The chairman of the Shelby County Commission and the newest county commissioner have different thoughts on the countywide tax hike on the Nov. 6 ballot.
Members of the 23-member countywide school board are beginning to make decisions on the merger of the county’s two public school systems. The board will vote Monday on a plan to hire a superintendent by mid-February and votes on a resolution backing a half-cent sales tax to fund the consolidated school system.
(Daily News File Photo: Lance Murphey)
But chairman Mike Ritz and commissioner Steve Basar, elected to the commission in August, agree that the countywide school board hasn’t been aggressive enough in carrying out the transition to the schools merger to come in August.
“I don’t think they are being aggressive enough at all,” Basar said on the WKNO-TV program “Behind The Headlines.” “They are behind the timetable that the transition planning commission put forth. They haven’t appointed a superintendent and they should be doing that. They shouldn’t be spending their time debating a sales tax (hike).”
The program, hosted by Eric Barnes, publisher of The Daily News, can be seen on The Daily News Video page, video.memphisdailynews.com.
The opinions of Ritz and Basar are important because the commission votes on funding for the merged school system. There is a $57 million gap between expenses and revenues for the consolidated school system even if the school board votes to close 20 under-utilized schools in the western part of Memphis and outsource transportation and custodial services.
Those three recommendations are the most important and the most controversial of 173 made by the consolidation planning commission to the school board.
“If they don’t want to be aggressive about these things … the deficit is going to be so big that I think the county commission is going to totally choke on it and they are not going to have any assistance,” Ritz said. “They’ve got some tough decisions to make and … it is kind of disgusting, frankly, to not see them move faster.”
Ritz said without a sales tax hike, closing the $57 million gap between expenses and revenues would require a 38-cent county property tax hike. The sales tax hike would generate $30 million in revenue that goes to local education by state law.
A property tax hike of any kind would take a nine-vote majority on the commission and is not a political certainty either.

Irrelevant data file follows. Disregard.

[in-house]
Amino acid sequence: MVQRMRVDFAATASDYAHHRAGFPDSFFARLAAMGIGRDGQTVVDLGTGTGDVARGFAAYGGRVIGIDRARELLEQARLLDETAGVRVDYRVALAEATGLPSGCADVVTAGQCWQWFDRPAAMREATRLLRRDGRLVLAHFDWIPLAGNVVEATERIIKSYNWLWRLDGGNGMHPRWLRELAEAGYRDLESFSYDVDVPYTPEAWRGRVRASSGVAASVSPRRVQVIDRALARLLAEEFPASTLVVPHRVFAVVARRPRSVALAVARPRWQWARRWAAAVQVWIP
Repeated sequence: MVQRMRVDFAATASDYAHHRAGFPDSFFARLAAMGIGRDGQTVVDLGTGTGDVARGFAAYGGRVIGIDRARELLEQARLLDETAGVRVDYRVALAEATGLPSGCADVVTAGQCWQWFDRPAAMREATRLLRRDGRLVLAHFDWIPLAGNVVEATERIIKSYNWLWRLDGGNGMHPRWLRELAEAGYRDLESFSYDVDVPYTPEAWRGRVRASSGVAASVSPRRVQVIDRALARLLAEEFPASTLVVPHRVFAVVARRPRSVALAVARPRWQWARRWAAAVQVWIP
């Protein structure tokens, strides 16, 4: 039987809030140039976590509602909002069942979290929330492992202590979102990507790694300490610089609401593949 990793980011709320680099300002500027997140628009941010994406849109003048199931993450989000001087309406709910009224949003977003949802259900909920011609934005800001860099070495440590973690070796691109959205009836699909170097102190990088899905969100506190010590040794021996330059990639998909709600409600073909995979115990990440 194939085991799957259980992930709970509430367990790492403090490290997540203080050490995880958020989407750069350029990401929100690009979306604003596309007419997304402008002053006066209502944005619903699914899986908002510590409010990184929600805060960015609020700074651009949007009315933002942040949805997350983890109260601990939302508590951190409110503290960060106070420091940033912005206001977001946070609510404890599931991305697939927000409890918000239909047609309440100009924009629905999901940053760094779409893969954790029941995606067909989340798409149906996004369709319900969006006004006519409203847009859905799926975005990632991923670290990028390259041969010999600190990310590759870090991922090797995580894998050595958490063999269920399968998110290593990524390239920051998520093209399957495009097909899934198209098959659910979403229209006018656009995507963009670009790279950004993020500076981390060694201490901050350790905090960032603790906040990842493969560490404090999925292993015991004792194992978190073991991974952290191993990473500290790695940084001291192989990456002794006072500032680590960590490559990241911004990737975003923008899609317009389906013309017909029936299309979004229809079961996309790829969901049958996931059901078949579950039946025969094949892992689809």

“We have a $57 (million) to $60 million deficit coming to us at a minimum from the school system next year. And that is assuming the school board makes some pretty tough decisions about closing some schools, bus drivers in the county and maintenance of schools in the city,” Ritz said. “Our only place to look for funds year in and year out is the property tax. We have this sales tax opportunity. It’s kind of a once in a lifetime situation to use a half-cent sales tax countywide.”
Basar is opposed to the sales tax hike.
“I think the sales tax is a regressive tax. … That tax is going to disproportionately hit the people who don’t have the funds,” he said. “There’s an awful lot of savings opportunities that the school board needs to address. Quite frankly, when you put the (school systems) together and they say it is going to cost more, I find that unacceptable.”
The comments from Ritz and Basar were in advance of a vote by the countywide school board Tuesday, Oct. 30, on a resolution of support for the countywide sales tax hike. But the resolution does not pledge that the $30 million in revenue will be used specifically to expand pre-kindergarten access in Shelby County.
In advance of the vote, 12 school board members representing a majority on the 23-member board, published an open letter in which they endorsed the sales tax hike. But like the resolution, the board members only talked in general terms about what specifically the revenue might be used for.
“I can assure that there is a majority of the county commission, a real good-sized majority, who support the pre-k expansion of the school system,” Ritz said.
Basar said he is not opposed to a pre-k expansion. Like Ritz, he notes that pre-kindergarten programs don’t exist just within the school systems. County government has the Head Start program, which is pre-k independent of the school systems.
“I would like to see us talk about Head Start … and have a comprehensive approach,” Basar said. “What we are talking about doing right now is let’s fill the gap. … Let’s look at the whole picture.”
The school board also votes Tuesday on recommendations for how to conduct the search for a superintendent to lead the county’s two public school systems into the transition to a merger and beyond August’s merger. The process recommended by an ad hoc committee is a national search using a search firm with a superintendent selected and a contract negotiated by mid February.